A SORROWFUL MESSAGE FROM DOC MILLER
It is with great sorrow that I announce to you the passing of Beverly Jackson, our beloved coworker. Ms. B as so many people knew her passed on September 3 2015. Her passing at the store from a heart attack was a sudden shock to us all. Beverly was a member of the Miller’s family for 30 years and we all worked together to help our customers with their challenges. Miller’s staff will continue to provide the services you received from Ms. B. and we will make every heartfelt effort to guide you on a successful path.
Homegoing Services for Mrs. Beverly "Pecey" Jackson, of Lithonia, will be held Saturday, September 12, 2015, 12:00 NOON at East Lake United Methodist Church, 2500 Hosea L. Williams Drive Atlanta, 30317 with remains placed in state at 10:00 A.M. Reverend Jesse Gordon, Pastor, Reverend Michael Strickland, Officiating. She leaves to cherish, husband, Willie Jackson, Sr.; 2 children, Gary (Erica); Robin (Yusef); 5 loving grandchildren, Malachi; Nehemiah; Champ; Emmanuel; Garrison; mother, Lois Simon; sister, Robin (Charles); brother, Lucious Simon, III (Thaddius); 2 nephews, Toney (Nicole); Maurice, Jr.; and a host of aunts, uncles, cousins, other relatives and friends. Family and friends are asked to assemble at the residence. Donald Trimble Mortuary, Inc., 1876 Second Avenue, Decatur, 404-371-0772-3.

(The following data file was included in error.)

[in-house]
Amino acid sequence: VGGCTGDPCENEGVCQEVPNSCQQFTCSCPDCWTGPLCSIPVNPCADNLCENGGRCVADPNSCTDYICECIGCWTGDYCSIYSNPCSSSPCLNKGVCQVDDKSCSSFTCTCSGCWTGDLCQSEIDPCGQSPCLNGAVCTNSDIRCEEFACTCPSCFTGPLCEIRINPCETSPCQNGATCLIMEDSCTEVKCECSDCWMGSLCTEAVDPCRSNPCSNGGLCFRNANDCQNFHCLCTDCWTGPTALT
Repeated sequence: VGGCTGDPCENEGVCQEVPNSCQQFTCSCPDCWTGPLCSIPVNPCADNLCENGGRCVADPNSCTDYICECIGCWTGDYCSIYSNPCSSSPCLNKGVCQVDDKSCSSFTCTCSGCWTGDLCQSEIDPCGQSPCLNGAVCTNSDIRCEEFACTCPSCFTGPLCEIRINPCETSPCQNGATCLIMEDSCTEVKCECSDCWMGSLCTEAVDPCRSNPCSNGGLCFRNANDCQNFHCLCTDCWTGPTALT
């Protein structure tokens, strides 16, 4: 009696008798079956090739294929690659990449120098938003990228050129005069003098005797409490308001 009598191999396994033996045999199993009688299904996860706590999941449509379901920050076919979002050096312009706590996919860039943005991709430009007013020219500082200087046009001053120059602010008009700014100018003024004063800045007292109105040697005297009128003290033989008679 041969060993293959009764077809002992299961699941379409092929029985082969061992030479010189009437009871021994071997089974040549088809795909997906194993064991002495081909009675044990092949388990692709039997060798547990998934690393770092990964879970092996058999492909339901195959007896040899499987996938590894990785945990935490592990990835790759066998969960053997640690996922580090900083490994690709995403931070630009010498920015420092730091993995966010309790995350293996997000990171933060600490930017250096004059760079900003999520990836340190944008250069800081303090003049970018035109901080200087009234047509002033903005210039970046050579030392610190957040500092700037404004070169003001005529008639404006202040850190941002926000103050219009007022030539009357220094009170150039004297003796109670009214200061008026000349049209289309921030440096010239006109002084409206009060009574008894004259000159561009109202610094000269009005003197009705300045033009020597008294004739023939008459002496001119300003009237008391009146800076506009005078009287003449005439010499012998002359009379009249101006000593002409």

NEW STORE HOURS
Monday - Tuesday 9:30 to 5:30; Thursday - Friday 9:30 - 5:30; Saturday 9:30 - 2:00. Closed Wednesday and Sunday. Our shipping department will adjust to these same hours. Shipping times may take an extra day or two depending on when you place your order. As always, we appreciate your patronage.
At the dawn of the 21st century, there are still pockets of traditional folkways in Louisiana's bayous where alligator grease relieves asthma, a buried potato cures warts, and "smoking a baby" eases the pain of colic. This documentary by Glen Pitre and Nicole Falgoust takes viewers to a world where faith healing, herbal remedies and ritual magic are still an everyday occurrence. It follows respected traiteurs (in English, "treaters") as they gather wild teas, brew home-made cough syrup, invoke the saints at their home altars, and most of all, heal the sick.